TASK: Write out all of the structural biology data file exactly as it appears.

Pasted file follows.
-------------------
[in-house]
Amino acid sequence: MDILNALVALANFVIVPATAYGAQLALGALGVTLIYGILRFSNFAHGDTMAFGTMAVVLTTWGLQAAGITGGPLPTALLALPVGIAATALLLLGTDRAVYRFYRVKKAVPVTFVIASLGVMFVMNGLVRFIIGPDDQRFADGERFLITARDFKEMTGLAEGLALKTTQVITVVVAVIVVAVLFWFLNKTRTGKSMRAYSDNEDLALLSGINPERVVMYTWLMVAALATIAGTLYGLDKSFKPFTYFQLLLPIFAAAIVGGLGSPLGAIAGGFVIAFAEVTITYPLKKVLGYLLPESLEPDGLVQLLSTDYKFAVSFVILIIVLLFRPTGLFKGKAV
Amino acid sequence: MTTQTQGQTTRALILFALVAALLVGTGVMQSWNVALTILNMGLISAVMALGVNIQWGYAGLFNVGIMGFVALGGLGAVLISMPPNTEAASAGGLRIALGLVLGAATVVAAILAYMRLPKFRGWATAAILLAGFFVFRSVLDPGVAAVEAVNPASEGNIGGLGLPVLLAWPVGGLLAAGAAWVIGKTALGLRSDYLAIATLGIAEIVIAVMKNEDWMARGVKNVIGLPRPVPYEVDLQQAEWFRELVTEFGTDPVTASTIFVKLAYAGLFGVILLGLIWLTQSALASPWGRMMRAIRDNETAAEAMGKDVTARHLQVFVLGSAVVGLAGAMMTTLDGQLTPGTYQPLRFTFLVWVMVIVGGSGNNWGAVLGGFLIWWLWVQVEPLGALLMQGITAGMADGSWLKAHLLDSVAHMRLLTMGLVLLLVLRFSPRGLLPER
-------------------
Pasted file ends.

[in-house]
Amino acid sequence: MDILNALVALANFVIVPATAYGAQLALGALGVTLIYGILRFSNFAHGDTMAFGTMAVVLTTWGLQAAGITGGPLPTALLALPVGIAATALLLLGTDRAVYRFYRVKKAVPVTFVIASLGVMFVMNGLVRFIIGPDDQRFADGERFLITARDFKEMTGLAEGLALKTTQVITVVVAVIVVAVLFWFLNKTRTGKSMRAYSDNEDLALLSGINPERVVMYTWLMVAALATIAGTLYGLDKSFKPFTYFQLLLPIFAAAIVGGLGSPLGAIAGGFVIAFAEVTITYPLKKVLGYLLPESLEPDGLVQLLSTDYKFAVSFVILIIVLLFRPTGLFKGKAV
Amino acid sequence: MTTQTQGQTTRALILFALVAALLVGTGVMQSWNVALTILNMGLISAVMALGVNIQWGYAGLFNVGIMGFVALGGLGAVLISMPPNTEAASAGGLRIALGLVLGAATVVAAILAYMRLPKFRGWATAAILLAGFFVFRSVLDPGVAAVEAVNPASEGNIGGLGLPVLLAWPVGGLLAAGAAWVIGKTALGLRSDYLAIATLGIAEIVIAVMKNEDWMARGVKNVIGLPRPVPYEVDLQQAEWFRELVTEFGTDPVTASTIFVKLAYAGLFGVILLGLIWLTQSALASPWGRMMRAIRDNETAAEAMGKDVTARHLQVFVLGSAVVGLAGAMMTTLDGQLTPGTYQPLRFTFLVWVMVIVGGSGNNWGAVLGGFLIWWLWVQVEPLGALLMQGITAGMADGSWLKAHLLDSVAHMRLLTMGLVLLLVLRFSPRGLLPER